Eight hundred and thirty years into the future is where our story begins; a point in time where humanity has reached peak perfection. War is a non-entity, poverty is non-existent. There is no hunger, no disease, no crime, no pain, and a human’s basic needs are always met with the help of Father, a supercomputer solely responsible for the upkeep of the human race.
Cassique, a Fixer and resident of this optimal Earth, is our protagonist. It is his duty as a Fixer to travel back in time and help correct mistakes made in the past before the inevitable collapse of the Time Hole, an event predicted by Father to cause mass destruction. With his frequent journeys to set points in history, Cassique can’t help but start to notice stark differences between his own world, and that of the past. A contact-free life begins to feel sterile, programming masquerades as progress, and all that appears ideal may instead be taking from humans the one thing that is crucial to our existence...our humanity.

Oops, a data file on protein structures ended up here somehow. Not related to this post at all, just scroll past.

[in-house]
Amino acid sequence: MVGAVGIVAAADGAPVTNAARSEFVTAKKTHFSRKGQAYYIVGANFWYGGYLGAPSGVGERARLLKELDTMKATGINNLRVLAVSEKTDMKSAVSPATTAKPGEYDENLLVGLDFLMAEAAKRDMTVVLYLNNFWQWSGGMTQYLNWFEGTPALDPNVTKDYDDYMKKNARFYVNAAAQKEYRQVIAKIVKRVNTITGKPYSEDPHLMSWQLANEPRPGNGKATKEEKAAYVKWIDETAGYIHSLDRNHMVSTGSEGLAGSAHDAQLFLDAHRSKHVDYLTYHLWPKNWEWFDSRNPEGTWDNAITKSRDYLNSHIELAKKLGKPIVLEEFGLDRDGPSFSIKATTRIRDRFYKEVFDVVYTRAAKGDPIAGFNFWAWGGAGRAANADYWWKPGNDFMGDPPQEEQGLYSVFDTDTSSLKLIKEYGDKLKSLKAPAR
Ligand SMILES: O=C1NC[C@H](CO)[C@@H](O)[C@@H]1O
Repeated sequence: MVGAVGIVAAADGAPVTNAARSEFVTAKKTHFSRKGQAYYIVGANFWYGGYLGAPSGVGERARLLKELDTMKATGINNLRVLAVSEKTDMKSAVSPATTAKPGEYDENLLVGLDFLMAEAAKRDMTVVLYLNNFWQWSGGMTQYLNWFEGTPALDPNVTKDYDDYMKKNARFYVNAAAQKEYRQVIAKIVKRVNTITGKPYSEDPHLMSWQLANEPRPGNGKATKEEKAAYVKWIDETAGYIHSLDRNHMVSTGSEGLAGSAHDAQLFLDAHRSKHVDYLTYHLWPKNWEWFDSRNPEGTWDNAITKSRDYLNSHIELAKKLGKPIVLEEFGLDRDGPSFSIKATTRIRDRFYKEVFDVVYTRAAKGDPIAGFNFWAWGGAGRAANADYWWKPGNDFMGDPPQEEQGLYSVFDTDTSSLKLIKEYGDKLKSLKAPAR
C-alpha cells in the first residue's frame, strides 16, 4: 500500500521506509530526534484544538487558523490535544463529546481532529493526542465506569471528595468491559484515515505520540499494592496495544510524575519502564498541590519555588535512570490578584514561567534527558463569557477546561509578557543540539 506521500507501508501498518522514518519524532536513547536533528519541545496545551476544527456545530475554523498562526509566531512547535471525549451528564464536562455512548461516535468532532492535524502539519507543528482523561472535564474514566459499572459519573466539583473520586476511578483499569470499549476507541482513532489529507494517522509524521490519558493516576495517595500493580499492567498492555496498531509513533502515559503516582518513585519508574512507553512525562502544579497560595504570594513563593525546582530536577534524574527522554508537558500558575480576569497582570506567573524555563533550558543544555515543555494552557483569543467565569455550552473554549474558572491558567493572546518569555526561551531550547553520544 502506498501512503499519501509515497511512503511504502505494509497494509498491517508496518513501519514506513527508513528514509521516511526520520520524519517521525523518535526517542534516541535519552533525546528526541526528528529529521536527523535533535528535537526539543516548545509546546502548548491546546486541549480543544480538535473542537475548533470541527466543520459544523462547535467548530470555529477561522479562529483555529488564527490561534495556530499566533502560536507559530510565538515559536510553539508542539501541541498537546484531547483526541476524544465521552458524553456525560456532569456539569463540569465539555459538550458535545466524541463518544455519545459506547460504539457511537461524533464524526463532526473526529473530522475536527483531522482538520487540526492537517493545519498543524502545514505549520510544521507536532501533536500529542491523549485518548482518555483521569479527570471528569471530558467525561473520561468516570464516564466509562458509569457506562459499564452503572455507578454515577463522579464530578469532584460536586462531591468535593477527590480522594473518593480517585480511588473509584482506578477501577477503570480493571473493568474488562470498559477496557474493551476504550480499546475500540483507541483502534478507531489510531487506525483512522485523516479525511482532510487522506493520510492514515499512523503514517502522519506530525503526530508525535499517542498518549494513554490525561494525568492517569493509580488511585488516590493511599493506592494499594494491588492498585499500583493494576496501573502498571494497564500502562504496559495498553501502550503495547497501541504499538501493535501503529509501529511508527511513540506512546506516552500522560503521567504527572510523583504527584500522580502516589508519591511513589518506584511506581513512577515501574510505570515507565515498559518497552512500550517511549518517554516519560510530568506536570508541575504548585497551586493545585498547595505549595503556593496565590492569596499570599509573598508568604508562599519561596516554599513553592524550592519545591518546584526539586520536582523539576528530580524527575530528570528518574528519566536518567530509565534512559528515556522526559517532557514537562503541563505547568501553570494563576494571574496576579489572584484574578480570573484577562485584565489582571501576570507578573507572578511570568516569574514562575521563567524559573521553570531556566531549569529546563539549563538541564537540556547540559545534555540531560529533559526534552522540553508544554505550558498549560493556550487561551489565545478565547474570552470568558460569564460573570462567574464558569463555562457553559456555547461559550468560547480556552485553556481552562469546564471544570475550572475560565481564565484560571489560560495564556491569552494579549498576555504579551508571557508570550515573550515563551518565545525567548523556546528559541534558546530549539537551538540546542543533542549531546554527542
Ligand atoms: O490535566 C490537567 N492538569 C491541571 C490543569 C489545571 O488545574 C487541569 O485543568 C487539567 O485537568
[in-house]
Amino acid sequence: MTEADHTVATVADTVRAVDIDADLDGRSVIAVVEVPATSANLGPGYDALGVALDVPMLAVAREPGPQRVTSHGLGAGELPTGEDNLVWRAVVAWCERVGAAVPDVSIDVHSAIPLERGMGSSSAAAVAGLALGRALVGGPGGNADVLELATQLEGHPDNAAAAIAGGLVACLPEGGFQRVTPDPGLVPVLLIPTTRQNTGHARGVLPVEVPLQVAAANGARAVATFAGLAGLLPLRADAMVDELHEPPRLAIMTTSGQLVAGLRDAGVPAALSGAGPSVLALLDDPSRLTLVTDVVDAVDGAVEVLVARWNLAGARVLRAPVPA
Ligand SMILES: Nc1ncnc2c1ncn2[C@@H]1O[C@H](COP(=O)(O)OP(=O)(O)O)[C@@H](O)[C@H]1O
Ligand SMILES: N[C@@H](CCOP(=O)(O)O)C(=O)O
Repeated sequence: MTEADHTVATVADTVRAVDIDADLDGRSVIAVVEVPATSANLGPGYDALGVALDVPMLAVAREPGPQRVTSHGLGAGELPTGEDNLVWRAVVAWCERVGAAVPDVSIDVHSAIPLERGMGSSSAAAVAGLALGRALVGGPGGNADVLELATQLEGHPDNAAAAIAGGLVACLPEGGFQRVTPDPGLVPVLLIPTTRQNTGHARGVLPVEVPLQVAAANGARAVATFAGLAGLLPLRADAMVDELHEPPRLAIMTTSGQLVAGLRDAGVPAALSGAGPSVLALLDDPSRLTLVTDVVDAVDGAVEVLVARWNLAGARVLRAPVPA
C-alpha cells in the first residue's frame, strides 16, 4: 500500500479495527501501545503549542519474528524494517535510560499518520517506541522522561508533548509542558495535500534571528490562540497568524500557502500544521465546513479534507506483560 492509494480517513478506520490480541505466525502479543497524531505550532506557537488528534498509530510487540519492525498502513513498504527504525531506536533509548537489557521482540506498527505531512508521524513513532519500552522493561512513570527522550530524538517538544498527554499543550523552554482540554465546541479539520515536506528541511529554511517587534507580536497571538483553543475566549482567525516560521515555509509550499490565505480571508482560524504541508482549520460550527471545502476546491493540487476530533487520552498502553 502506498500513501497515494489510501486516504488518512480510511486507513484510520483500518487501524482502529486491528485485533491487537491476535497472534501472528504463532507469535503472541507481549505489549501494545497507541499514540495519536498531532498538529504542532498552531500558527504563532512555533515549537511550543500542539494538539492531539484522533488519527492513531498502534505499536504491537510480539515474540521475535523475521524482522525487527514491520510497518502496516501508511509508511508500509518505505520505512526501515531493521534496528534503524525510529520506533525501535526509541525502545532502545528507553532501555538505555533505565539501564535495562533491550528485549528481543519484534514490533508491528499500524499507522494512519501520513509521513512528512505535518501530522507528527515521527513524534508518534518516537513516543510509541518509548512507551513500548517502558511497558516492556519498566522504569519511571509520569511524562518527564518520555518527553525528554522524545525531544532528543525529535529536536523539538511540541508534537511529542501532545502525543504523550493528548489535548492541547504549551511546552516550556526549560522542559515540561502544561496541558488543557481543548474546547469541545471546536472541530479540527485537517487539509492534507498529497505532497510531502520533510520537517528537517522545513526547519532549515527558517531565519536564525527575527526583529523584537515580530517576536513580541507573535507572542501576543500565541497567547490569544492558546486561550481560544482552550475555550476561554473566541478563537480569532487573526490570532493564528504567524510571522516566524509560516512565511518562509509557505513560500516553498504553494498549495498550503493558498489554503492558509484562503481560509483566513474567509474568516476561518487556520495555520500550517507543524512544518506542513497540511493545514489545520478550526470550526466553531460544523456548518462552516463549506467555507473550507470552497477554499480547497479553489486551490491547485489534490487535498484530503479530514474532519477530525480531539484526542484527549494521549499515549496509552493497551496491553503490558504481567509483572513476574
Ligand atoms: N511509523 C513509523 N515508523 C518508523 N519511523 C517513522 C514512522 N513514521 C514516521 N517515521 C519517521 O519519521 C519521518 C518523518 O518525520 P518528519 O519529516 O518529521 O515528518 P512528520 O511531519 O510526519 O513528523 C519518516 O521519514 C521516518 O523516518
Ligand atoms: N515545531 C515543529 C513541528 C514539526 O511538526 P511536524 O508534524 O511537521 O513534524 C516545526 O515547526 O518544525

As doubt slowly creeps its way into Cassique’s mind, it brings along with it further questioning and fear of the consequences for those who dare to challenge Father.
Intrigue and suspense sandwich this delicious post-apocalyptic, science fiction slow burner in classic Darren Dash fashion. Father of the Future promises to sink its hook into readers on the very first page, and will refuse to let go until it’s finished shocking, thrilling, and chilling. Darren Dash has a particular talent for jotting down stories that will often occupy a reader’s mind when their eyes are no longer glued to the page, and Father of the Future is no exception. In fact, I myself cannot name a novel of his that has occupied more of my headspace than this.
In a future where everything from reproduction to intimacy, entertainment to cleanliness is controlled, will we still be able to recognize the concept of free will? Will we still recognize ourselves as human? At what point will we realize that apathy can be a side-effect of ease and convenience?
With enthralling jumps into the past, a dystopian setting, a tortured hero, and a race against time, Father of the Future practically begs to be adapted to the big screen. And though Darren Dash’s latest nail-biter will hardly cost you a weekend to absorb, I can personally guarantee that this story will stick with you for a very long time...
...perhaps even through the collapse of the Time Hole.